A Dialogue on the Local and National Targets of Egypt’s 2030 for Water Reuse at the Fourth NLA meeting

ReWater MENA project, in cooperation with the Centre for Environment and Development for the Arab Region and Europe (CEDARE), organized the Fourth National Learning Alliance (NLA) Virtual Dialogue in Egypt on Water Reuse to validate the national and local targets for water reuse 2030. The NLA meeting included representatives from the Ministry of Housing, Utilities, and Urban Communities (MHUUC) and the Holding Company for Water and Wastewater (HCWW), and other concerned stakeholders through the Video Conference. This Dialogue cormes after the Steering Committee meeting to discuss Egypt’s 2030 Targets for Water Reuse, that was held few months ago.

Dr. Khaled AbuZeid, Regional Director of Water Resources at CEDARE, welcomed the participants and opened the dialogue on validation of the water reuse targets. He presented the national targets of water reuse which include increasing access to sanitation for planned reuse, water reuse of wastewater and industrial mixed waste effluents, watercourses for indirect reuse, improve standards of wastewater treatment to fit the purpose, increasing the capacity of recycled water, water reuse to conserve freshwater and replaced by treated wastewater for domestic use, agriculture purpose, and green areas irrigation in urban districts. He also illustrated the local targets for water reuse which include a number of 10 projects that tend to treat and reuse water from agriculture drainage and mixed treated wastewater. He stated that there are other projects that aim for the replacement of shallow groundwater by direct reuse of treated wastewater and projects complement irrigation water by treated wastewater instead of over-exploited groundwater in some regions.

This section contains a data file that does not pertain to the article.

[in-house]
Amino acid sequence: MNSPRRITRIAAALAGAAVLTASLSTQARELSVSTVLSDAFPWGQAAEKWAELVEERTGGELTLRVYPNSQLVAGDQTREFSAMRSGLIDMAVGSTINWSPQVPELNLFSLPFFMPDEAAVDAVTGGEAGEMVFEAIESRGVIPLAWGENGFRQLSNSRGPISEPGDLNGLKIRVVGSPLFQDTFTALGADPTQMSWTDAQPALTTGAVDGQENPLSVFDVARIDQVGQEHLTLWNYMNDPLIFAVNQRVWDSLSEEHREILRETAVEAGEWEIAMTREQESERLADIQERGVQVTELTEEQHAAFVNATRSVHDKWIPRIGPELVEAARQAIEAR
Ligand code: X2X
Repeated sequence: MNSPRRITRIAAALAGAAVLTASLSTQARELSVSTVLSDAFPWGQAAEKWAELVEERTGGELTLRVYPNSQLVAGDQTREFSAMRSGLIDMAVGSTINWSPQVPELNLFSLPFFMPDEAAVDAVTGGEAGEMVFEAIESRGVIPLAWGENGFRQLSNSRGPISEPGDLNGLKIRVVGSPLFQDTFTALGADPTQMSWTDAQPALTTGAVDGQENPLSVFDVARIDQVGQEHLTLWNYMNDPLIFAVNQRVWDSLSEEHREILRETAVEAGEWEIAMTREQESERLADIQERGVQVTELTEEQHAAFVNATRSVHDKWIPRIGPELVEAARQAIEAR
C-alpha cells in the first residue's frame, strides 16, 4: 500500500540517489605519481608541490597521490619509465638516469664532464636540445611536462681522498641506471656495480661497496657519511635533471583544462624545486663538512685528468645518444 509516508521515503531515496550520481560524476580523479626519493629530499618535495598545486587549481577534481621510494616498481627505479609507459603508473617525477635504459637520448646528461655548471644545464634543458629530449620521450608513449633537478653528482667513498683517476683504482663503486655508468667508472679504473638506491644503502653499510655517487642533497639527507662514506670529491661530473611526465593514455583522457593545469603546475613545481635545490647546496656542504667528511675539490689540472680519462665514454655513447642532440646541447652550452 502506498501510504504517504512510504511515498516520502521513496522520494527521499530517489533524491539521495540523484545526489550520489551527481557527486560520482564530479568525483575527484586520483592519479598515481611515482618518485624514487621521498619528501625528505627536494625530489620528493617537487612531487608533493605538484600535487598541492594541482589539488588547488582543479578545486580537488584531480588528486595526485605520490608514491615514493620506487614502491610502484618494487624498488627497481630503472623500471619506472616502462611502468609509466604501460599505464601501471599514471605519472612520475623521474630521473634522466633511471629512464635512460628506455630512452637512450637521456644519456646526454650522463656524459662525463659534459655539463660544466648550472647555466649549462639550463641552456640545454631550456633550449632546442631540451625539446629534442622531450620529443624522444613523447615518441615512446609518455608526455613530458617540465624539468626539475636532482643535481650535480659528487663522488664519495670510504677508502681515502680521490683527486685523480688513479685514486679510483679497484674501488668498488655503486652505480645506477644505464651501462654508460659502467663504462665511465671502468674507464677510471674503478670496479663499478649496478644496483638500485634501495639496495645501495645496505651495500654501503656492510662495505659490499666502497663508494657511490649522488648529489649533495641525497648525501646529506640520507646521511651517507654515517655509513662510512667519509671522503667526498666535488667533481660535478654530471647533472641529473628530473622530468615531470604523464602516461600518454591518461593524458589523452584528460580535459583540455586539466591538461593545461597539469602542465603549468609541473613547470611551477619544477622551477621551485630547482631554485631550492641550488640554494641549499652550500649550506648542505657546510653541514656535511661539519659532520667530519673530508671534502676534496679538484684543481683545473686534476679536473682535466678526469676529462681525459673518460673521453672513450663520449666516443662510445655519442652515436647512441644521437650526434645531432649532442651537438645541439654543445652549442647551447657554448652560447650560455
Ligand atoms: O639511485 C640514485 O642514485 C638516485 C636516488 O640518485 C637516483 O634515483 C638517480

He also noted that all ministerial plans and strategies and the relevant UN targets for sustainable development and Egypt 2030 vision for sustainable development have been considered, as well as available information on existing and planned projects, and it was ensured that there is no conflict between the different proposed targets.

The dialogue aimed to agree on the 2030 targets to address water use in its final form and to develop a preliminary vision of the most important challenges that the Egyptian state could face in achieving each of these targets in preparation for preparing a national strategy for Water Reuse until 2030.

He concluded that the treated sanitation will represent the renewable and increasing water resource in the future for sustainable agricultural development. As the population increases, the resulting drainage increases, which represents a water resource that increases. Hence, it is important to work towards the optimal use of this important water resource

Dr. Amgad El-Mahdi, Head of IWMI MENA Regional Office, emphasized on the importance of safe and sustainable wastewater reuse expansion, by addressing the barriers in this field, and building on the available opportunities. He also confirmed that the Arab Region specifically, Egypt, is the most water-scarce region in the world where the availability of water does not satisfy the demand for water. Therefore, safe reuse of treated wastewater is a must to compensate for the deficit.

Dr. ElMahdi referred to valuing the drop of water in terms of quality, quantity, and efficiency, as well as valuing its return, and the necessity of taking this into consideration in the 2030’s targets, to reach a road map for Egypt in safe and sustainable reuse for treated water.

Dr. Saad Nassar, a Former Advisor to the Minister of Agriculture and the Former Governor of Fayoum governorate, indicated in his speech that agriculture is the main consumer of water in Egypt, representing about 80% to 82% of available fresh water, and the water deficit is a consequence of limited water resources that do not match the demand for water in line with, population growth and reclamation of land for agriculture. He added the main goal of the agricultural sector is the sustainable use of available natural resources specifically, water resources. It is a major goal of the strategic goals of sustainable agriculture development 2030.

Dr. Nassar mentioned that water reuse after proper treatment is deemed as the main goal of water resources rationalization targets and obtaining the highest return of every drop is for sure, one of the objectives of Ministry of Agriculture. He pointed to the co-operation between the Ministry of Water Resources and Irrigation and the Ministry of Agriculture in adopting new irrigation technologies in Upper Egypt and improved surface irrigation in the delta in addition to, avoid water-consuming crops. Dr. Nassar confirmed the National Learning Alliance Meeting is a step forward in drawing a national road map for wastewater reuse after treatment, to be used for different purposes, which is a national target.